The usage of the Cherokee syllabary throughout Diane Glancy’s novel Pushing the Bear is significant because it expresses the importance of maintaining Cherokee cultural ideals as protest towards the United States government. The nine-hundred mile, four month journey that the Southeastern Cherokee tribes were forced to make in the winter of 1838 threatened to wipe out an entire culture. On the journey, approximately four thousand people lost their lives. As this harrowing story is portrayed in the novel, the importance of the language and maintaining the culture of the Cherokee people is the one of the few rays of hope in the harsh winter that gave courage to allow the Cherokees to keep going.
The novel is written in medias res. The plot picks up right at the removal of Maritole from her home. The novel continues on in a unique style, written in many points of view as opposed to from the vantage point of one character. The use of the syllabary without a translation helps support this style of writing. The authenticity of using the symbols of the language puts the reader of Pushing the Bear right into the story and gives the impression that the story is unfolding right in front of them.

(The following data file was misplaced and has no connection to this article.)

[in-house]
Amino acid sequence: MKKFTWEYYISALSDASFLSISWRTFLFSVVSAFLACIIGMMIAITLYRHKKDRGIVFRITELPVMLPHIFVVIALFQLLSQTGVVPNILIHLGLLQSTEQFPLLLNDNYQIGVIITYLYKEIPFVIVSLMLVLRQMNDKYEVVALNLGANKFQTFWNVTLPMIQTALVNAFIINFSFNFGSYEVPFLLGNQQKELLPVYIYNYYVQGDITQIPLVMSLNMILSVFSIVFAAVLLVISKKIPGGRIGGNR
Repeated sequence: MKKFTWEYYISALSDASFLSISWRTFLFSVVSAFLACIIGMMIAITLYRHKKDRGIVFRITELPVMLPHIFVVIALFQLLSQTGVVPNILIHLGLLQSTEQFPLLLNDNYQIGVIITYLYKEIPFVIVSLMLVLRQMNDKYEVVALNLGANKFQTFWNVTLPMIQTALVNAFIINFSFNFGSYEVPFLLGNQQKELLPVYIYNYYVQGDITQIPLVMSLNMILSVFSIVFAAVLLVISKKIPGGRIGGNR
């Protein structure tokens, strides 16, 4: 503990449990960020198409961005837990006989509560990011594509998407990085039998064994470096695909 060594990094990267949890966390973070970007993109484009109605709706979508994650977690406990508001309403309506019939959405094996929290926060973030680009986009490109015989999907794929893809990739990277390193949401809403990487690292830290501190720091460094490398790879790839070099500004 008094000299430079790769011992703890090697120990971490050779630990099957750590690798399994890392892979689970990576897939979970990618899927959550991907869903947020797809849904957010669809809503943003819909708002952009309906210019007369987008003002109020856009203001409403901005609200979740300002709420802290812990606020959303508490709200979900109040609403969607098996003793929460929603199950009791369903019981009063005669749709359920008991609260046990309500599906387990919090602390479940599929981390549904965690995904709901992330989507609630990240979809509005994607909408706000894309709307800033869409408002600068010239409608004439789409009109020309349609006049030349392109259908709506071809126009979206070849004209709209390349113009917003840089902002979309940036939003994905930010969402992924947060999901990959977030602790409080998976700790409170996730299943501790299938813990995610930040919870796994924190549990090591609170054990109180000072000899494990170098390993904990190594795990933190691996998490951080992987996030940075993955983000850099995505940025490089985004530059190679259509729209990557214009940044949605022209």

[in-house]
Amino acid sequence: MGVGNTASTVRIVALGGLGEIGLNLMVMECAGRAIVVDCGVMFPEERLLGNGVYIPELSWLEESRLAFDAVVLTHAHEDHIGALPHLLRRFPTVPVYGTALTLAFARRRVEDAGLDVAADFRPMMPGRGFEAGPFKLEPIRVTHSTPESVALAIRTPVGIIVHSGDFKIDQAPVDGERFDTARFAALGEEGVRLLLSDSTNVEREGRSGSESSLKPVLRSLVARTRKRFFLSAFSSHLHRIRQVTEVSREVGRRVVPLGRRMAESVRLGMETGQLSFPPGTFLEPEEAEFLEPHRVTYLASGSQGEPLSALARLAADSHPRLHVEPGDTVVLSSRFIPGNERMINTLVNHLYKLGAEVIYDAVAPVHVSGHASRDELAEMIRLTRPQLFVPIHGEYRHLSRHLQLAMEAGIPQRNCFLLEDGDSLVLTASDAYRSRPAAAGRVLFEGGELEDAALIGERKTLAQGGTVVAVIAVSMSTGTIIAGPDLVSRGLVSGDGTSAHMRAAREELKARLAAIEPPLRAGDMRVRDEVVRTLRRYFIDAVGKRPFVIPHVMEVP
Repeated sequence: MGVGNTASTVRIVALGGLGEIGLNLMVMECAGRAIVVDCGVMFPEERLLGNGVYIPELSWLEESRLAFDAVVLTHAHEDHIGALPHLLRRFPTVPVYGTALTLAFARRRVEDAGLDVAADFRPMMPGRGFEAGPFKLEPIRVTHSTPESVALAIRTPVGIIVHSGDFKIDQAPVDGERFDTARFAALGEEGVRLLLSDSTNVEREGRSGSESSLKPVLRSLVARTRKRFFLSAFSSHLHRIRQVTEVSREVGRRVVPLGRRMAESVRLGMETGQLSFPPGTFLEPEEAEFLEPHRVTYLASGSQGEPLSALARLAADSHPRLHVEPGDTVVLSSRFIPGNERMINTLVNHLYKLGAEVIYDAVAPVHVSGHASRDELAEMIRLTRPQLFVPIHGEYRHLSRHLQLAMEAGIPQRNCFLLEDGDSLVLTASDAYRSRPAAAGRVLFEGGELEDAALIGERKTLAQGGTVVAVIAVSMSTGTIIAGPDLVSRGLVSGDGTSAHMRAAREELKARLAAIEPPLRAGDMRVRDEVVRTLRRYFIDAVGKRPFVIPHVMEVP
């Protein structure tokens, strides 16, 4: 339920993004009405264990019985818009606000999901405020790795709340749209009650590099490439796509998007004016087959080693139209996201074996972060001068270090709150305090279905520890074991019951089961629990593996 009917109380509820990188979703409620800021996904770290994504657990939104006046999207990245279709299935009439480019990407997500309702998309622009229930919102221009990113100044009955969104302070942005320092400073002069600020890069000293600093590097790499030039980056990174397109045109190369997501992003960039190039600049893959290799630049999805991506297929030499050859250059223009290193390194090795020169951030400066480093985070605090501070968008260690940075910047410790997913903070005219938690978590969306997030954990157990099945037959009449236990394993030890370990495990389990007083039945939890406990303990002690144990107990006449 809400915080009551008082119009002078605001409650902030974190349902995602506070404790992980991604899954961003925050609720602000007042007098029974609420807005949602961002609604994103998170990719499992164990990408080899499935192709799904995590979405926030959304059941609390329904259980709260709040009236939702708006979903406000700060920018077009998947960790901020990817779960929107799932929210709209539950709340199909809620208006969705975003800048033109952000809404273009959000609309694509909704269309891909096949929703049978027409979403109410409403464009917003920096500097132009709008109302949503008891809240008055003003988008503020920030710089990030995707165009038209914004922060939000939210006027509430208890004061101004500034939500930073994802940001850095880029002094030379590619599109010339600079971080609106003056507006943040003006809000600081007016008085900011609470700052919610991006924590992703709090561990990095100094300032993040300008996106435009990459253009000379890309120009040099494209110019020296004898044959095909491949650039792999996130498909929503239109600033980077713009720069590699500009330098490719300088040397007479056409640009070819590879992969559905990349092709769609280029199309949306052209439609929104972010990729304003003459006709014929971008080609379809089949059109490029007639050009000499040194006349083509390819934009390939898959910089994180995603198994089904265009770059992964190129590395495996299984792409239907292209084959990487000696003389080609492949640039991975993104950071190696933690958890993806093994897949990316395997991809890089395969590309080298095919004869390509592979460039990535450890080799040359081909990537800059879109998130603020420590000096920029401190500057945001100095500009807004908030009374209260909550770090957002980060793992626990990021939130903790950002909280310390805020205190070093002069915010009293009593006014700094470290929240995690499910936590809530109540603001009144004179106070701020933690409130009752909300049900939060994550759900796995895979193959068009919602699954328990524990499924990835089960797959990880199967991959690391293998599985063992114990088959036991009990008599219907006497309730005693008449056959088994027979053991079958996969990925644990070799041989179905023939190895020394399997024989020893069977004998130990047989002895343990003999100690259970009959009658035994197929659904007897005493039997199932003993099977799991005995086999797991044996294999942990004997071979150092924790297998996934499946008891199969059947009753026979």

The use of the syllabary in the novel is similar to the use of the their own language that the Cherokees used on the trail. The reader’s confusion at the unfamiliar language is comparable to the soldiers’ experience on the trail at the Cherokee language that they did not understand. “They don’t want us to be able to talk. They know our language gives us power.” (137) The novel itself is like the strength of the Cherokee people and their refusal to submit their culture to the United States government.
The Cherokee syllabary in the novel is also used to show the importance that language holds to the Cherokee people. The syllabary was completed by Sequoyah in 1821. The written Cherokee language helped the United States government recognize the tribes as ‘civilized tribes.’...
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